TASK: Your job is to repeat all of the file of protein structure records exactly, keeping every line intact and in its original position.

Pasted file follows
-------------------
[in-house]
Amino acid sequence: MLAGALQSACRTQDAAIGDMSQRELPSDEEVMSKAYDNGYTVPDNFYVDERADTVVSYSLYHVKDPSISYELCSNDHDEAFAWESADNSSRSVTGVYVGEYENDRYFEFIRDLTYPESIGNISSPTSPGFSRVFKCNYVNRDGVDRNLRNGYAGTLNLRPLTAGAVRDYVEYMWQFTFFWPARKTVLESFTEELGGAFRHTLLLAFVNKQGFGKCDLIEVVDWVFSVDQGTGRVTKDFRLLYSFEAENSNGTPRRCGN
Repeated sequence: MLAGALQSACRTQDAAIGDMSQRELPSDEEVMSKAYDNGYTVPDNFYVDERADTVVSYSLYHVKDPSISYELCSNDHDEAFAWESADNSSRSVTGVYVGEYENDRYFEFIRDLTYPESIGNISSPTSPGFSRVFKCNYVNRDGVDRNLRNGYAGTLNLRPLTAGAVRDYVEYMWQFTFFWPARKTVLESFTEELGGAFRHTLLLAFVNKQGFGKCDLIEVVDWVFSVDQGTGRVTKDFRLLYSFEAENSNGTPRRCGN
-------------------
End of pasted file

[in-house]
Amino acid sequence: MLAGALQSACRTQDAAIGDMSQRELPSDEEVMSKAYDNGYTVPDNFYVDERADTVVSYSLYHVKDPSISYELCSNDHDEAFAWESADNSSRSVTGVYVGEYENDRYFEFIRDLTYPESIGNISSPTSPGFSRVFKCNYVNRDGVDRNLRNGYAGTLNLRPLTAGAVRDYVEYMWQFTFFWPARKTVLESFTEELGGAFRHTLLLAFVNKQGFGKCDLIEVVDWVFSVDQGTGRVTKDFRLLYSFEAENSNGTPRRCGN
Repeated sequence: MLAGALQSACRTQDAAIGDMSQRELPSDEEVMSKAYDNGYTVPDNFYVDERADTVVSYSLYHVKDPSISYELCSNDHDEAFAWESADNSSRSVTGVYVGEYENDRYFEFIRDLTYPESIGNISSPTSPGFSRVFKCNYVNRDGVDRNLRNGYAGTLNLRPLTAGAVRDYVEYMWQFTFFWPARKTVLESFTEELGGAFRHTLLLAFVNKQGFGKCDLIEVVDWVFSVDQGTGRVTKDFRLLYSFEAENSNGTPRRCGN